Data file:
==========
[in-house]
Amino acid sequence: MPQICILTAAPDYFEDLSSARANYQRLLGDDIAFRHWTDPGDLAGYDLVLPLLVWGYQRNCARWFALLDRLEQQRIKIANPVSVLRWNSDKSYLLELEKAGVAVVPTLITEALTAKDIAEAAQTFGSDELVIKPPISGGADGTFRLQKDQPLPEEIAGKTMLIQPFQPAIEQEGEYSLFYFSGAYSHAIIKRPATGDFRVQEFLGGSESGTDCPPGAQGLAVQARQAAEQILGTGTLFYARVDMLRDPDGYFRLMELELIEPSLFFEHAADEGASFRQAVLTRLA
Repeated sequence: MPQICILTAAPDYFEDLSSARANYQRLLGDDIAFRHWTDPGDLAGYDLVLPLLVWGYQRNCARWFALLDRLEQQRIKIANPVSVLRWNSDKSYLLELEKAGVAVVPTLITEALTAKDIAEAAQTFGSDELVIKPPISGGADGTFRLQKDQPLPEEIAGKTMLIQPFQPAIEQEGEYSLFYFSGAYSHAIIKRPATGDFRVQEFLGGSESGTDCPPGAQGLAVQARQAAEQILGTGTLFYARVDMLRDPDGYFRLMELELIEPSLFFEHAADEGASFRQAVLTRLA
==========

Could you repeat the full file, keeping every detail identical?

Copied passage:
[in-house]
Amino acid sequence: MPQICILTAAPDYFEDLSSARANYQRLLGDDIAFRHWTDPGDLAGYDLVLPLLVWGYQRNCARWFALLDRLEQQRIKIANPVSVLRWNSDKSYLLELEKAGVAVVPTLITEALTAKDIAEAAQTFGSDELVIKPPISGGADGTFRLQKDQPLPEEIAGKTMLIQPFQPAIEQEGEYSLFYFSGAYSHAIIKRPATGDFRVQEFLGGSESGTDCPPGAQGLAVQARQAAEQILGTGTLFYARVDMLRDPDGYFRLMELELIEPSLFFEHAADEGASFRQAVLTRLA
Repeated sequence: MPQICILTAAPDYFEDLSSARANYQRLLGDDIAFRHWTDPGDLAGYDLVLPLLVWGYQRNCARWFALLDRLEQQRIKIANPVSVLRWNSDKSYLLELEKAGVAVVPTLITEALTAKDIAEAAQTFGSDELVIKPPISGGADGTFRLQKDQPLPEEIAGKTMLIQPFQPAIEQEGEYSLFYFSGAYSHAIIKRPATGDFRVQEFLGGSESGTDCPPGAQGLAVQARQAAEQILGTGTLFYARVDMLRDPDGYFRLMELELIEPSLFFEHAADEGASFRQAVLTRLA